When contractions would slow, we would take to the hallways to roam. Down the hallway to the window, back around to the entrance of OB, repeat. The contractions would pick back up, and I would make my way to the medicine ball where I would lean over the side of the bed, rock back and forth, and just focus on breathing in and out to get through the contractions. This labor was stubborn. Last baby? You are going to have to work for it! In comes Pitocin. Before too long, the contractions gained strength and the rails of the bed were my stability to push through. That, and the touch of my husband’s hand on my back to ground me. That was new to me. I never liked to be touched during labor as it made me anxious. But this time, it was different. I needed the touch to make it through. This time, the pain felt unbearable. It got to a point where I felt incapable of bringing this child into the world. But my husband’s touch and Nicole’s reminders (“Remember what we talked about in the office. Remember this is just for a moment. You can do this.”) helped me get through. 

 

One thing that I realized with this birth, is the silent force and presence I had from my mom and brother with every single one of my deliveries. My mom was constant, quiet, continuously praying, and ready to jump at the tiniest request for help. My brother sat quietly, helping at times to walk down the hall, or sit up when my strength was gone. Since childhood, my brother has always been considered a gentle giant. That is, until it came to protecting me. I realize now how blessed I am to have had him by my side my entire life and as I brought four children into this world. They are a reminder to the family we have that love us deeply, and give all they can with what they have. Not many people can say that and for that, I am grateful.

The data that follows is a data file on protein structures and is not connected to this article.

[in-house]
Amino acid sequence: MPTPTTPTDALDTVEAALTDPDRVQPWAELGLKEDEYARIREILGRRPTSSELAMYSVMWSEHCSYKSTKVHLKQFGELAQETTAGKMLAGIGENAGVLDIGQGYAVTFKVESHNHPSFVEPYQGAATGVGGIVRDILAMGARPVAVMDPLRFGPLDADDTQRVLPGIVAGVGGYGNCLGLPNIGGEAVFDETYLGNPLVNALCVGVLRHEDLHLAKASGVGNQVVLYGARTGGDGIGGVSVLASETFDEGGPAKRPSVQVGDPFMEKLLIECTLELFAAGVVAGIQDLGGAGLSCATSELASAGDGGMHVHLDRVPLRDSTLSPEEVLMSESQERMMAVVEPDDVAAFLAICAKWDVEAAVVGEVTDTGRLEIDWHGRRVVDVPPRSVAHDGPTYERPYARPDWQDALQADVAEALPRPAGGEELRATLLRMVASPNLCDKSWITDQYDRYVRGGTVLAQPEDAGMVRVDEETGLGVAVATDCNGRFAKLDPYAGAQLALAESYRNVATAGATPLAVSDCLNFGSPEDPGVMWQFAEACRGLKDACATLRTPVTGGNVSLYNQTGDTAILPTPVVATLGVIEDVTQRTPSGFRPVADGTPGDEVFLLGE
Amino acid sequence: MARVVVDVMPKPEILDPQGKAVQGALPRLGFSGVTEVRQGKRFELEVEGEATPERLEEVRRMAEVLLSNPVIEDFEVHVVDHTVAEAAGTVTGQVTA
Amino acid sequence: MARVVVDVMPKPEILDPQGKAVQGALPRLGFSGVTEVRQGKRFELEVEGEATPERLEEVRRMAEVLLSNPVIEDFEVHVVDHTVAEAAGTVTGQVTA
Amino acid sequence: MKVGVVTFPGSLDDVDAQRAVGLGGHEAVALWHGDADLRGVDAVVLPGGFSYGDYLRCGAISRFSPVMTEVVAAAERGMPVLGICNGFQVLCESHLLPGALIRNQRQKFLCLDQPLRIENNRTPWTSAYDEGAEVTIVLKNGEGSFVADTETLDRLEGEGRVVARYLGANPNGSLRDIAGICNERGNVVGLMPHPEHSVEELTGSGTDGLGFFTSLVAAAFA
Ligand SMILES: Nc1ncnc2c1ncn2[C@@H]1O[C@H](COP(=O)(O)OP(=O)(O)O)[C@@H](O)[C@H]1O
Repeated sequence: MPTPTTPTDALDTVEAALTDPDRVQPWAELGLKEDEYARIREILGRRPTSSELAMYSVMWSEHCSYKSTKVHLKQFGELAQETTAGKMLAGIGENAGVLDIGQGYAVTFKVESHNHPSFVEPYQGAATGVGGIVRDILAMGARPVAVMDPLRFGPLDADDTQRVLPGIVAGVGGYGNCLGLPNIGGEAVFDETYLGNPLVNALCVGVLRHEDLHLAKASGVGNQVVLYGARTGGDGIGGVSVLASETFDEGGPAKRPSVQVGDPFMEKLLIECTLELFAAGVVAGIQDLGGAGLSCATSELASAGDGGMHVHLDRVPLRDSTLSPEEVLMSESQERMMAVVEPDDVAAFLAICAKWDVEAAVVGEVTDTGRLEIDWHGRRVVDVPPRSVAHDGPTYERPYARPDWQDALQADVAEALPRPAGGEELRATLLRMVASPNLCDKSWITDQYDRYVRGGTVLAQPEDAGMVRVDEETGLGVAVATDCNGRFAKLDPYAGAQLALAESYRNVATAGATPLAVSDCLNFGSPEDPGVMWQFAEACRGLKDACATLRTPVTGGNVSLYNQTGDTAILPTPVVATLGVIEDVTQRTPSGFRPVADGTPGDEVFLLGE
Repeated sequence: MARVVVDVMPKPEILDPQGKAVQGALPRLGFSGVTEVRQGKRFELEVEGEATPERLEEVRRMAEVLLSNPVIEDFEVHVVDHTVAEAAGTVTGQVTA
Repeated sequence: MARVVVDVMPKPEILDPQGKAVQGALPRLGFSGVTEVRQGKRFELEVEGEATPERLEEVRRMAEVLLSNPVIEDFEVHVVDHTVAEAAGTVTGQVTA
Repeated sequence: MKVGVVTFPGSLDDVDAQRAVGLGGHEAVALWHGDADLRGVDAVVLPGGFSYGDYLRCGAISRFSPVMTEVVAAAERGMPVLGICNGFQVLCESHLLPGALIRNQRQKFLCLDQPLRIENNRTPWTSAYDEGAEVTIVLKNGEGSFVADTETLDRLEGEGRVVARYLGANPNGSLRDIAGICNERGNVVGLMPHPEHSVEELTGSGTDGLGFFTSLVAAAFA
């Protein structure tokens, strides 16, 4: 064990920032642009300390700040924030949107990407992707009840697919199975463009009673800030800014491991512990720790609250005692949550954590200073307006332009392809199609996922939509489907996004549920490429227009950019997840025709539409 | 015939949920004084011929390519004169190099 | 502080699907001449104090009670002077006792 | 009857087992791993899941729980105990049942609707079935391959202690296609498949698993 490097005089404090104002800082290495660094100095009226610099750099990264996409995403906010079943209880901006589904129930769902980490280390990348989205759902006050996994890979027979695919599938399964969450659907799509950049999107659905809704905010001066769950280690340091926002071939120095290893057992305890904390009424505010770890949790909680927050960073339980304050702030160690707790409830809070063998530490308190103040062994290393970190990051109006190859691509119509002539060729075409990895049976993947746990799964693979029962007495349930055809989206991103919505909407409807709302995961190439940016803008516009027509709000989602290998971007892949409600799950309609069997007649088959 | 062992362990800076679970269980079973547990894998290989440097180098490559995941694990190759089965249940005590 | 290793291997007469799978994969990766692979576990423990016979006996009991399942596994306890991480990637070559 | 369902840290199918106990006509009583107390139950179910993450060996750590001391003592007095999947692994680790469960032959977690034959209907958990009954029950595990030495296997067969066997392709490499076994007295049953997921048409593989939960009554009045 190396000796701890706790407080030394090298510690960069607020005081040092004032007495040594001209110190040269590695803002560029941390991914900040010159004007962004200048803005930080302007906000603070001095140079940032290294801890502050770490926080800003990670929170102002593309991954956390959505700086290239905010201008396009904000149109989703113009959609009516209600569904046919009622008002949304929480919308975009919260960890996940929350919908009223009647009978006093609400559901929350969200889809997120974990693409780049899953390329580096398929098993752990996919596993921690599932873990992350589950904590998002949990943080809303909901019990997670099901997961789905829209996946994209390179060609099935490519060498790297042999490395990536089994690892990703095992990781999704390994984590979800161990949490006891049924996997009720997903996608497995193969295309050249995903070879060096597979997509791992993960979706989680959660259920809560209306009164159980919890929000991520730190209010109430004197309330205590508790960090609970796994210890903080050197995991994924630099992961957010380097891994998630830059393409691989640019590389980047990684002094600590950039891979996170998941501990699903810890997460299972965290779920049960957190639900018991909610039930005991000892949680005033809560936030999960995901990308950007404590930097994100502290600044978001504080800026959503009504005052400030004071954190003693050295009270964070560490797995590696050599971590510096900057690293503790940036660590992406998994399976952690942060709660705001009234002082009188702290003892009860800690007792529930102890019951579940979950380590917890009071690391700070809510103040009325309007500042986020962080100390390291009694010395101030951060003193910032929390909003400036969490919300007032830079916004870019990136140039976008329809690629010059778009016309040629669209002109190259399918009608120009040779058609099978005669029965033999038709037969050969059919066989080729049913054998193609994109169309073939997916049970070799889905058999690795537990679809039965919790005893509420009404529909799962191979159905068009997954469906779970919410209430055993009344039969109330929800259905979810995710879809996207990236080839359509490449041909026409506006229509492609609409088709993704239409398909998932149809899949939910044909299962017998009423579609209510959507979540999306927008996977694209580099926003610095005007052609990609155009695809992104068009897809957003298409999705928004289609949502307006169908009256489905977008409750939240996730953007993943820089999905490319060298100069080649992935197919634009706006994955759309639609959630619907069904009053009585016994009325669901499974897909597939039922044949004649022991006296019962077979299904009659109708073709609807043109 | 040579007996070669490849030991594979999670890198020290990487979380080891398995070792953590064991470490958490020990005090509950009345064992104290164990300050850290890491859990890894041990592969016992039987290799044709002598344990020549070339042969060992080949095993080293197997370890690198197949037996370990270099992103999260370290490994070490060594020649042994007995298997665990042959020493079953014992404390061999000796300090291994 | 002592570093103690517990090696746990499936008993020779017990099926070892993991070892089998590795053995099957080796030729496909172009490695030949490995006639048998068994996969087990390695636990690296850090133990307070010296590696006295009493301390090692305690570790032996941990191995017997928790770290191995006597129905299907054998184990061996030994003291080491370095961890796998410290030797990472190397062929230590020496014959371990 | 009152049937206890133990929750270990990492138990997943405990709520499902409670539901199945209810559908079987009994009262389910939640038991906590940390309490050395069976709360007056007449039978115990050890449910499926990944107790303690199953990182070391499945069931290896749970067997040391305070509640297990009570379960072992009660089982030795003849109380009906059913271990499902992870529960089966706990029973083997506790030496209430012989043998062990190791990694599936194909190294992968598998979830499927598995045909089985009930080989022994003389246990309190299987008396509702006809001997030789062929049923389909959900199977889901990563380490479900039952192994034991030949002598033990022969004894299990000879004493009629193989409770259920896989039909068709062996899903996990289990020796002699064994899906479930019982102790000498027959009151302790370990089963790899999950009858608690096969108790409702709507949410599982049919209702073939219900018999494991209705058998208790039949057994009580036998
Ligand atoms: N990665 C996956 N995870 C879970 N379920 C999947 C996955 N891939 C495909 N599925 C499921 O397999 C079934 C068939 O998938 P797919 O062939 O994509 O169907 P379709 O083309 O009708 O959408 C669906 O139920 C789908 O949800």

Getting to the hospital, we learned that my doctor (who has helped in the delivery of all my children) was not on call. Though the doctor there was great, it just was not the same. In the middle of the crazy, we happened to hear my doctor in the hallway. Thankfully, we were able to connect with him just in time. Dr. B was able to suit up and be the familiar instructor I had been used to. I remember he stood back with his arms crossed, waiting during my contractions and watching for the baby’s head to turn. I was so angry as I just wanted baby out. He called my mom over and said, “Here grandma, watch this.” And with one more contraction the baby moved into ready position. Just another contraction or two and he was able to deliver Oakland, my last child, and one of his last deliveries before retiring from labor and delivery. The timing and growth from this birth was beautiful. I did not plan to have my baby amidst a pandemic. But encouragement from an acquaintance and support of Nicole, I had the courage to take the Midwives brew and be blessed to go into labor that day. Because of that, I was able to birth my baby the day before extra support was no longer allowed in the hospital. I had never once cried after having my babies (I honestly never understood it). But this time, it was different. Maybe because I had to work so hard to bring him into this world. Maybe because I knew this was officially my last baby (I got my tubes tied the next day). Maybe because I brought this child into a world in very uncertain times. Whatever it was, I cried, and somehow, received healing I did not know I needed.